So you gained 2 pounds overnight. Now what?

by | Sep 17, 2021 | Last updated Dec 19, 2022

woman stepping on to a scale

You hear the sound of your alarm and know it’s time to check off the first thing on your daily to-do list: weighing yourself. You walk over to your scale, step on it, and look down at the number staring back at you in horror. You’ve gained two pounds since yesterday.

Fortunately, here’s what we know to be true:

It’s impossible to gain two pounds overnight. 

Okay, maybe it’s not impossible, but it’s highly unlikely. Gaining two pounds of true weight from one day to the next would require you to eat about 7,000 calories more than your body needs to maintain its weight—that’s nearly 17 quarter pounders or 21 hot fudge sundaes! It’s also pretty unlikely to gain even 0.5 pounds of true weight—that would require eating about double your daily calorie goal. 

So, what gives?

The dreaded (but totally normal) weight fluctuation 

We call this a weight fluctuation—a small increase or decrease in weight from one day to the next, that’s not a true weight gain or weight loss. According to a study published in Physiological Reports, your weight can fluctuate by 2 to 4.5 pounds in a day. In fact, most people experience at least one or two weight fluctuations per week, and usually, the number on the scale isn’t going in the direction we’d like it to on our weight loss journey.

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Why our weight fluctuates

Now, let’s set an all-too-familiar scene.

Last night, you enjoyed spaghetti and meatballs for dinner, with a side of bread and salad—all within your calorie goal. The next morning, you see the scale jump up a few pounds. 

The stories you tell yourself:

“I shouldn’t have eaten that bread yesterday.”

“I’m a failure.” 

“I’ll never reach my goals.” 

“I should just give up now.” 

The reality: You didn’t gain two pounds overnight.

More specifically, your body is probably holding on to some extra water weight from the:

  1. Carbs. For every gram of carbohydrate you eat, your body holds on to about 3 grams of water.
  2. Sodium. Salt holds on to water too (and sauces and dressings are sneaky sodium culprits).

If you think about it, all beverages and foods weigh something too, so it makes sense that the scale may increase throughout the day, or from one day to the next. The scale you use, how much sodium or carbohydrates you eat, how hydrated you are, and your bathroom schedule influence our daily weight and contribute to the unexpected swings we see on the scale.

So, how do you know if weight gain from one day to the next is just a fluctuation or a real cause for concern?

A tool to overcome weight fluctuation frustrations

True weight is a term that we use to represent a more accurate weight (and weight loss), and drown out the noise of daily weight fluctuations.

Your true weight is an average of your last three weigh-ins. 

When you take the average of three weigh-ins, you get rid of the unusually high or low weights (the extremes), to give you a more accurate idea of your true weight.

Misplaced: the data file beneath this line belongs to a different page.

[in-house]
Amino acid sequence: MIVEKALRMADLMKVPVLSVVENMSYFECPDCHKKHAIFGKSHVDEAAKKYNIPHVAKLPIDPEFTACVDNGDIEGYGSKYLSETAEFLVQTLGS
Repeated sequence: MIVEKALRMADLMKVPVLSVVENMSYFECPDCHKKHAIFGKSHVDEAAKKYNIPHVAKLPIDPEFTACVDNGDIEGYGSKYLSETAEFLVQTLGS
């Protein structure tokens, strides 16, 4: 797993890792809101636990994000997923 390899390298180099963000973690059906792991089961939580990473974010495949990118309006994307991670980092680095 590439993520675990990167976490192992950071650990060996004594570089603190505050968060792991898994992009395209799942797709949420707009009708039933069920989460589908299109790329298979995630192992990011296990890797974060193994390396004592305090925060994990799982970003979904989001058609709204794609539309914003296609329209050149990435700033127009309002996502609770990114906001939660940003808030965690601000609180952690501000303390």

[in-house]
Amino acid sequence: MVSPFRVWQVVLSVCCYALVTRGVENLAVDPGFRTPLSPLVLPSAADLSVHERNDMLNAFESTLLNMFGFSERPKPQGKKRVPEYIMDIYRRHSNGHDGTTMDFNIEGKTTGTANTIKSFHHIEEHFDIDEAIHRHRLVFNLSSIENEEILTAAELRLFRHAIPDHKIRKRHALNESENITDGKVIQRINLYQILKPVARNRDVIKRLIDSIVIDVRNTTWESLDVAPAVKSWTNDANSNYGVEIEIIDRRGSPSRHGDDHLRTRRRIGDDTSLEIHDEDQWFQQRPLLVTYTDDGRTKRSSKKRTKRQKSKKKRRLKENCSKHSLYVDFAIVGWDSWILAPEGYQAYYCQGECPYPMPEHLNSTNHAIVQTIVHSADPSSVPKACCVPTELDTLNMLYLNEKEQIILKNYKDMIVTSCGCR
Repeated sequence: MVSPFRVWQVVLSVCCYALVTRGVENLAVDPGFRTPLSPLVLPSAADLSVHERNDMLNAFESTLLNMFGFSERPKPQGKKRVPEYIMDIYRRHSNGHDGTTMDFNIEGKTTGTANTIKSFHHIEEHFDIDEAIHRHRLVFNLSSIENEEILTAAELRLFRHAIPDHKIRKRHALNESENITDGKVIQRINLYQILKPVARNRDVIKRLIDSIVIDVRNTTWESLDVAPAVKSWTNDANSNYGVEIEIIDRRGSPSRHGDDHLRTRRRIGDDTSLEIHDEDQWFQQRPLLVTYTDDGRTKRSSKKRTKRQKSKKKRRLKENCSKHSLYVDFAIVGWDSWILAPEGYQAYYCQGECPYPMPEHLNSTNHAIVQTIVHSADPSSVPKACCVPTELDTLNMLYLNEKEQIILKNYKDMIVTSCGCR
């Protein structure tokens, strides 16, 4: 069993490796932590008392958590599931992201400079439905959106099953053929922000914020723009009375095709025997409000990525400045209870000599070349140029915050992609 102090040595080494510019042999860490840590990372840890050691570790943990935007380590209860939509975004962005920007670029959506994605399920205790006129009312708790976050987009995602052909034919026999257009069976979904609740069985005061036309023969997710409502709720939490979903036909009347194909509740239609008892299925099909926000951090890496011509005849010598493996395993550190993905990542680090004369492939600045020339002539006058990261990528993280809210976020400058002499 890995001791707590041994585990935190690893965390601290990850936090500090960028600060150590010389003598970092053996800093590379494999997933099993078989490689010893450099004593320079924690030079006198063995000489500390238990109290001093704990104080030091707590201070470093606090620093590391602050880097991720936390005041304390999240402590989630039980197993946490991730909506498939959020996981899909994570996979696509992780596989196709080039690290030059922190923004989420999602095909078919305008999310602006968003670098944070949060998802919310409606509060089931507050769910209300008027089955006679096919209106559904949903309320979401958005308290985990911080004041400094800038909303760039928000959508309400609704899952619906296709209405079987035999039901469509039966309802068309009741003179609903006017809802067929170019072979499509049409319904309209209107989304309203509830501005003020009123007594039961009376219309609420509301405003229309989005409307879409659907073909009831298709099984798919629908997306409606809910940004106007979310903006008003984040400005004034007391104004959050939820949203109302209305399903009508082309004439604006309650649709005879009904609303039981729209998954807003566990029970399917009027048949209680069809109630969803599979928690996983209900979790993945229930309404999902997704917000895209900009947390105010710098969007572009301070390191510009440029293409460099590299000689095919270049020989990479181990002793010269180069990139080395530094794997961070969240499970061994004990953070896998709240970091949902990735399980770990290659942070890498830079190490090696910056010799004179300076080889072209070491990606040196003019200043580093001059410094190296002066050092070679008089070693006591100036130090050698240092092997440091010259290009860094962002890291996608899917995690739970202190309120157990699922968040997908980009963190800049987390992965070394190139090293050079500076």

For example, if you’re calculating your true weight on a Friday, add up your weigh-ins from Wednesday (203 pounds), Thursday (199 pounds), and Friday (201 pounds), and divide the total by three. The number you get is your rolling average, or in Noom terms, your true weight. In this case, your true weight is 201 pounds. 

The true value of your true weight

Let’s take a look at a real-life example of just over a week’s worth of weigh-ins:

If you look at your weight from one day to the next, there are many days where it appears you’re gaining weight or that your weight is staying the same. Same goes when you compare two weigh-ins several days apart without looking at any other weigh-ins. 

But, when you take a step back and look at your average weight trend over time, you’ll see that you’re losing weight and making progress toward your goals. 

If you were to weigh yourself weekly, and your weight hits a fluctuation high on your weigh-in day, you might think that your hard work isn’t paying off. But weighing yourself daily helps you (and Noom) notice these trends over time, and realize that the scale is not your enemy. Instead, the scale is a helpful tool that you can use to understand how your choices impact your weight fluctuations from day-to-day, and measure your long-term progress.

No obsession, just information. 

So, whenever you’re feeling down about the number on the scale going up, remember that your true weight isn’t always the number on the scale—it’s the average of your last three weigh-ins, which you now know how to calculate!

As a Noom user, you can leave the math to us. We’ll continue to provide you with customized tools to track your progress, and the guidance and feedback that you need to achieve your weight loss or maintenance goals.

If you aren’t a part of the Noom program, sign up today and let us help you navigate weight frustrations, reach your health goals, and make peace with the number on the scale.

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